|Today's Gospel tells us one of the
most interesting stories about Jesus. It is a story that
can guide us in developing our way of living. We can
learn by putting ourselves in the position of the three
main characters in the story.
There is the woman who is caught in
the act of sinning, the scribes and Pharisees who caught
her in the act and Jesus who is asked to pass a judgment
that condemns her.
- Scribes and Pharisees
- The Woman (caught in
In order to understand the story better,
there are a couple of background points one needs to know. For
example, it is important to know that Jerusalem was occupied by
the Romans and that the Romans had restricted the rights of the
Jews in many ways. The Jews, although they had their own laws
from Torah - the Mosaic law - were still under Roman occupation
and would be held responsible for breaking laws made by the
Romans. Most important for this story is that the Romans had made
it illegal for the Jews to use the death penalty. This is what
causes the dilemma for Jesus. Since the right to use the death
penalty - stoning in this case - had been retracted, causing a
stoning could put Jesus in breach of the Roman Law. On the other
hand, the Laws in the Old Testament are relatively clear on the
issue. Adultery was punishable by death through stoning for both
parties to the act. For Jesus to judge that she should go free
would break the Mosaic Law.
So you can understand the dilemma for Jesus.
If he says to stone her - he will be breaking the Roman law. If
he says to let her go free, he will be breaking the Mosaic Law -
the religious law for the Jews. Enough background, let's consider
the story more closely now.
As the story unfolds some interesting points
become clear. This woman was brought to Jesus after being 'caught
in the very act of adultery'. You see, it was necessary that she
be caught in the act because the death penalty required
eyewitnesses. This raises an intriguing question. How was it that
she was caught in the very act? Since the nature of the
adulterous act usually makes it a private act - that is to say
there are normally only two people present during the act of
adultery - witnesses can be hard to come by.
One of two things must have happened. Either
these Scribes and Pharisees who caught her 'in the very act'
walked in on her by accident, which doesn't seem too likely, or
they plotted to catch her in the act in order to create this
legal trap for Jesus. If the latter is true - that a trap was set
- the scribes and Pharisees would also be guilty because they
were condoning this sinful act for their own purpose. There is a
legal point in the Mosaic Law that a prosecution can only be done
by a person free from malice. Since they would be part of the sin,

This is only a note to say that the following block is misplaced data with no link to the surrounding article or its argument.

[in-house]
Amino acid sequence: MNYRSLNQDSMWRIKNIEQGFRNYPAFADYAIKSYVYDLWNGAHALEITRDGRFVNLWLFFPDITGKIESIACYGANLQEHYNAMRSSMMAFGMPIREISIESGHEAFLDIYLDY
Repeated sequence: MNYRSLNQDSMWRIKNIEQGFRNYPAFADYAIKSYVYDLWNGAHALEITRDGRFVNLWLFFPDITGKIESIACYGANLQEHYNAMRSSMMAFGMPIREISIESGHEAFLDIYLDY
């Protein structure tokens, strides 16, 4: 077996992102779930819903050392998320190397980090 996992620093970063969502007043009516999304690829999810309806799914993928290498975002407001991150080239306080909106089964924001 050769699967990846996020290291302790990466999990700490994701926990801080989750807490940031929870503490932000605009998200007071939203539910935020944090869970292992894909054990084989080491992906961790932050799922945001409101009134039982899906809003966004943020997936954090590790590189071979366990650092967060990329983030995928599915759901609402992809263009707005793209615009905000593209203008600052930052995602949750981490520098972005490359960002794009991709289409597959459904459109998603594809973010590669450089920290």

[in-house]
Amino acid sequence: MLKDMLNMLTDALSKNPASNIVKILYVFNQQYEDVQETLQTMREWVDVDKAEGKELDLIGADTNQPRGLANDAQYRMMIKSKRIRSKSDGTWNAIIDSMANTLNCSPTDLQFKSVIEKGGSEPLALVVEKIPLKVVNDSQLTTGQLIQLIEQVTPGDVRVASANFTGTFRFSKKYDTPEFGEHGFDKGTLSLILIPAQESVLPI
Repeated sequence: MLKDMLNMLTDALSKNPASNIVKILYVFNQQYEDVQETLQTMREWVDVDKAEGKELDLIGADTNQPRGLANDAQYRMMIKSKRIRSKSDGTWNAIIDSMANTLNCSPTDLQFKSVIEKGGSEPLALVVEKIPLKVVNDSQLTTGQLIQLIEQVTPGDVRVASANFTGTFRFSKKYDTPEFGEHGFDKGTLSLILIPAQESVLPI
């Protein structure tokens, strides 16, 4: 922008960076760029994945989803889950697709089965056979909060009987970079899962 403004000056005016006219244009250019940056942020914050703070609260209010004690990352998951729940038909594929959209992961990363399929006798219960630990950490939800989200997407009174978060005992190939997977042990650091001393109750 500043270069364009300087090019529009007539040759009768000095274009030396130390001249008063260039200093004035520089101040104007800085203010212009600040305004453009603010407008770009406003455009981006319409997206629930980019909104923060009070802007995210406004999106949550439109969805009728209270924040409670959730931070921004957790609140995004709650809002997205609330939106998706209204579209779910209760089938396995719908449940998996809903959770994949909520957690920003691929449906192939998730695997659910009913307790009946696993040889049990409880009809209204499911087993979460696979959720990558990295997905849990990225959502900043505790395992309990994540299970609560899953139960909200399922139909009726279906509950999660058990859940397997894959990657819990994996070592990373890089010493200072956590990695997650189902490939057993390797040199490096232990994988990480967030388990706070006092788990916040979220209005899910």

they could not pass judgment on the woman.
Another thing that seems kind of suspicious
about her being caught in the very act is the absence of the man.
Where was he? The Mosaic law says that both parties are to be
stoned. This seems to indicate that the woman was being set-up to
be caught in the very act.
In any event, Jesus makes his judgment.
"If any one of you is without sin, let him be the first to
throw a stone at her." It is interesting that the accusers
leave eldest first. This may show that those who are older and
wiser recognize their own sinfulness more quickly. The
eyewitnesses have particular responsibility with respect to
carrying out the sentence and yet they leave.
Jesus and the woman are left alone.
This is often referred to as a magnificent scene of
contrast. The scene is of two left alone; misery and
mercy; the sinner and the sinless one. Jesus addresses
the woman: "Woman, where are they? Has no one
condemned you?" "No one, sir," she said.
"Then neither do I condemn you," Jesus declared.
"Go now and leave your life of sin."
Jesus does not condemn her, however he does
not find her guiltless. 'Go and leave your life of sin' implies
that sin was present but Jesus chooses to have mercy and forgive.
As I have read it put, he offers a "full and free pardon
without for a moment excusing or condoning the wrong." The
question I asked myself was: "What can I learn from this and
how can I apply it to my life this week? I decided to put myself
in the shoes of each character - or, more accurately, in the
sandals of each character.
Do I ever behave like the scribes and
Pharisees? Do I jump to conclusions about people and condemn them?
Do I say things when I really have other motives? Am I free of
sin? When I stand with Jesus and my entire life is laid before us,
would He judge me worthy to throw the first stone? This week I am
going to work on avoiding actions that would be associated with
this character of the story and when I catch myself behaving this
way I am going to change that behavior.
What about the woman? Am I engaging in a
sinful behavior? One of the most important things to remember in
this story is that Jesus does not condone the sin. He forgives
and advises her to 'leave your life of sin'. This week I will
examine my actions more closely to see if I need to leave a
sinful behavior behind.
And most importantly, this week I
will try to mold my actions after Jesus. We have all been
hurt, injured, sinned against before. There have been
people who have wronged us. I am going to think about the
people who I feel have wronged me and I am going to
forgive them in my heart. A full and free pardon,
just like Jesus did.